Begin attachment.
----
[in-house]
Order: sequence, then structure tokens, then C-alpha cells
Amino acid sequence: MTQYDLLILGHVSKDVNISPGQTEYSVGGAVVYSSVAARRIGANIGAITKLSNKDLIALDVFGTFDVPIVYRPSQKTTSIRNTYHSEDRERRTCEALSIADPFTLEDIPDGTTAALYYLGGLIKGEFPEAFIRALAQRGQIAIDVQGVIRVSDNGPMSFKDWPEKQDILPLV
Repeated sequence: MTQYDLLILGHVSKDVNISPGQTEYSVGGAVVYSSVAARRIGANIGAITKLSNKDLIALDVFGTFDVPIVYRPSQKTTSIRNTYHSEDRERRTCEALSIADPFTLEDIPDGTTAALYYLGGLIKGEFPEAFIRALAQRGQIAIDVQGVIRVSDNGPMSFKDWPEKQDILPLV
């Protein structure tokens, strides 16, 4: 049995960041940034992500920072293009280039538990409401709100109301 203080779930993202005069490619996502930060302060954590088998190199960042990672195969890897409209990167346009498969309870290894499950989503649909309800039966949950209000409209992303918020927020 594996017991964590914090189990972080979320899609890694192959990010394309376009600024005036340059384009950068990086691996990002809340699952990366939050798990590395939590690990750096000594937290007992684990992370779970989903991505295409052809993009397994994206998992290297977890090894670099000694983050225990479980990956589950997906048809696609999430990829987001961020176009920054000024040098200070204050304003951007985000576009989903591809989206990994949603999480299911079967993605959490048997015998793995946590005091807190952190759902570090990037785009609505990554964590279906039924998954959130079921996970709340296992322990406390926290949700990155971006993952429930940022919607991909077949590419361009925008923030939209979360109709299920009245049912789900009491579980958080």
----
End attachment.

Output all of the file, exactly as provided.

[in-house]
Order: sequence, then structure tokens, then C-alpha cells
Amino acid sequence: MTQYDLLILGHVSKDVNISPGQTEYSVGGAVVYSSVAARRIGANIGAITKLSNKDLIALDVFGTFDVPIVYRPSQKTTSIRNTYHSEDRERRTCEALSIADPFTLEDIPDGTTAALYYLGGLIKGEFPEAFIRALAQRGQIAIDVQGVIRVSDNGPMSFKDWPEKQDILPLV
Repeated sequence: MTQYDLLILGHVSKDVNISPGQTEYSVGGAVVYSSVAARRIGANIGAITKLSNKDLIALDVFGTFDVPIVYRPSQKTTSIRNTYHSEDRERRTCEALSIADPFTLEDIPDGTTAALYYLGGLIKGEFPEAFIRALAQRGQIAIDVQGVIRVSDNGPMSFKDWPEKQDILPLV
């Protein structure tokens, strides 16, 4: 049995960041940034992500920072293009280039538990409401709100109301 203080779930993202005069490619996502930060302060954590088998190199960042990672195969890897409209990167346009498969309870290894499950989503649909309800039966949950209000409209992303918020927020 594996017991964590914090189990972080979320899609890694192959990010394309376009600024005036340059384009950068990086691996990002809340699952990366939050798990590395939590690990750096000594937290007992684990992370779970989903991505295409052809993009397994994206998992290297977890090894670099000694983050225990479980990956589950997906048809696609999430990829987001961020176009920054000024040098200070204050304003951007985000576009989903591809989206990994949603999480299911079967993605959490048997015998793995946590005091807190952190759902570090990037785009609505990554964590279906039924998954959130079921996970709340296992322990406390926290949700990155971006993952429930940022919607991909077949590419361009925008923030939209979360109709299920009245049912789900009491579980958080």